Parts – Fire Brick......................................................................................... 20
Parts – Glass Door (Glass Replacement)................................................. 21
Floor Protector Calculations............................................................ 22
Chimney & Stove Maintenance Log........................................................ 23
NOTE: A licensed professional heating and cooling contractor should
be consulted if you have questions
regarding the installation of this
solid fuel burning appliance.
Page 4 | Durango™
Vogelzang International Corp.
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Assembly Instructions
NOTICE: Vogelzang International Corp. grants no warranty, stated or implied, for the installation or maintenance of your wood
stove and assumes no responsibility of any incidental or consequential damages.
Tools and Materials Required for Installation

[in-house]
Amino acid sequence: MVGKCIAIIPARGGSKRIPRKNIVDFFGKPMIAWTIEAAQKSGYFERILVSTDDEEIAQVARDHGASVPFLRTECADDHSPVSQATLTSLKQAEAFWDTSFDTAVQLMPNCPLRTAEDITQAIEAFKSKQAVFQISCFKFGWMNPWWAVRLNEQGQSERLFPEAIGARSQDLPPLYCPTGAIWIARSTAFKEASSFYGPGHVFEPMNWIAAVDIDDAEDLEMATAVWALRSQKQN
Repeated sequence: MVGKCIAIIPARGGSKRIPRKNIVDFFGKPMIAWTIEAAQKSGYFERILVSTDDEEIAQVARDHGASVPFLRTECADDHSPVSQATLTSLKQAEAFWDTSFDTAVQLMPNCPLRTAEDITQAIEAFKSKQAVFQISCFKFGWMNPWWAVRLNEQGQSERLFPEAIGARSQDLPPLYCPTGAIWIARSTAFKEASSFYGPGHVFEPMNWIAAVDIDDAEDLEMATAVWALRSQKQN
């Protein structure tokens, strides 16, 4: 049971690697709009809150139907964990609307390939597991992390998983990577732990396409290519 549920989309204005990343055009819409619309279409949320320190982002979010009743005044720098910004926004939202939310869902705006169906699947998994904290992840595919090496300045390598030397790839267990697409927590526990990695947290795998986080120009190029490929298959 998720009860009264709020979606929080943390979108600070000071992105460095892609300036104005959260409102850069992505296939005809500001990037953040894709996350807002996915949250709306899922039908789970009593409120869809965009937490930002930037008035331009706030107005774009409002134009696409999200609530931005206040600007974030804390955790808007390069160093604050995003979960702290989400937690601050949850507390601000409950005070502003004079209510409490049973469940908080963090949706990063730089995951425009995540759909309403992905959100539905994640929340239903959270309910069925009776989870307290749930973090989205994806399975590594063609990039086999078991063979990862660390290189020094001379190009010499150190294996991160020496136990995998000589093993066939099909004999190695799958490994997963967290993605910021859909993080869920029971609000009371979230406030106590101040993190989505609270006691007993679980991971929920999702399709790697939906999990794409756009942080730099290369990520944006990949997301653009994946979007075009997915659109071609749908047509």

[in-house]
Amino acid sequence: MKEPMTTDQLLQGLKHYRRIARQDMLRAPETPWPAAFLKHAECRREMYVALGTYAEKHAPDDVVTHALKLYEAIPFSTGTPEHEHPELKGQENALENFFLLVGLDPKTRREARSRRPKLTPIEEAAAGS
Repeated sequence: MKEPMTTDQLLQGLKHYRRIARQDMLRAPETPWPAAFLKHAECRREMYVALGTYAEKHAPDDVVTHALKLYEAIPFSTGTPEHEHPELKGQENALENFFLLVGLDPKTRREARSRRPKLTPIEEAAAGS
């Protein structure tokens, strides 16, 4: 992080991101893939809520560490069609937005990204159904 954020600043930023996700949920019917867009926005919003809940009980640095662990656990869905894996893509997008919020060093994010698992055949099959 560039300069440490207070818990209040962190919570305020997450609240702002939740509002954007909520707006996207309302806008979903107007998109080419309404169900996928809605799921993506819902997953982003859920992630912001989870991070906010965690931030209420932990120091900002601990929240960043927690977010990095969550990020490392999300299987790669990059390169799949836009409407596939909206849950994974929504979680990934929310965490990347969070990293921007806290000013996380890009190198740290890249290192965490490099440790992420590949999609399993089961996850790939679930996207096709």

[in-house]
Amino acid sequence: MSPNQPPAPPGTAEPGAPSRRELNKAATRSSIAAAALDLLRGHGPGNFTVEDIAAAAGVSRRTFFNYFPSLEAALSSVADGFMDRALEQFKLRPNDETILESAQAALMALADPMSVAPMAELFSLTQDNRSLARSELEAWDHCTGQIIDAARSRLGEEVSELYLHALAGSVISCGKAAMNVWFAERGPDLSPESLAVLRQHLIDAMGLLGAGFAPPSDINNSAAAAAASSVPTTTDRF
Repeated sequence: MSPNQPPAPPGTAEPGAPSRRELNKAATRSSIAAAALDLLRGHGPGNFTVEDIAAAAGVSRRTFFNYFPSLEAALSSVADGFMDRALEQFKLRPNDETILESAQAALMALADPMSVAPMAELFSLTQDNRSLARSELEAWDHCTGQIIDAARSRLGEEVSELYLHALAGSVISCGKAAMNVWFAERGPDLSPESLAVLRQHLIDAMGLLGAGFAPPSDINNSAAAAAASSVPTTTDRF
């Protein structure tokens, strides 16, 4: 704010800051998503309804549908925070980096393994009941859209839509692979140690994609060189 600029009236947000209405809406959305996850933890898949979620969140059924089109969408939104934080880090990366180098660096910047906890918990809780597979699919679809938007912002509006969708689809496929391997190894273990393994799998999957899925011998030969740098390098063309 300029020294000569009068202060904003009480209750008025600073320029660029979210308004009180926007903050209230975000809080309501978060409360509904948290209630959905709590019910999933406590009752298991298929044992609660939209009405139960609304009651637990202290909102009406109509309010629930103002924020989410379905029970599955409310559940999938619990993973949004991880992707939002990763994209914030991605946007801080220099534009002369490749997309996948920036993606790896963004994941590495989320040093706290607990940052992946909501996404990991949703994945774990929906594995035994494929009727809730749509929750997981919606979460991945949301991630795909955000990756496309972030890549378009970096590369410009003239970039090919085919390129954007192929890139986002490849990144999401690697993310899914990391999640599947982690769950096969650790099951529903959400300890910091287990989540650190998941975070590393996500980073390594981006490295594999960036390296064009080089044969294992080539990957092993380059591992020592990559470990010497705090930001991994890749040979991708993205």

tools
•
•
•
•
•
•
•
•
•
Pencil
6 foot Folding Rule or Tape Measure
Tin Snips
Drill: Hand or Electric
1/8” dia. Drill Bit (for sheet metal screws)
Screwdrivers (blade and Phillips type)
14mm Nut Driver or Ratchet with 14mm Socket
Safety Glasses
Gloves
materials
(NOTE: The following items are not included with your stove)
Flooring Protection: 29˝ x 48˝ as specified (see page 4)
Chimney Connection Pipe: 6˝ black steel (24 ga. min.) straight
stove pipe or elbow (as required)
1/2” Sheet Metal Screws
Chimney: Existing 6˝ Lined Masonry Chimney or 6˝ Inside Dia.
Listed Type HT chimney.
Furnace Cement (manufacturer recommends Rutland Code 78
or equivalent)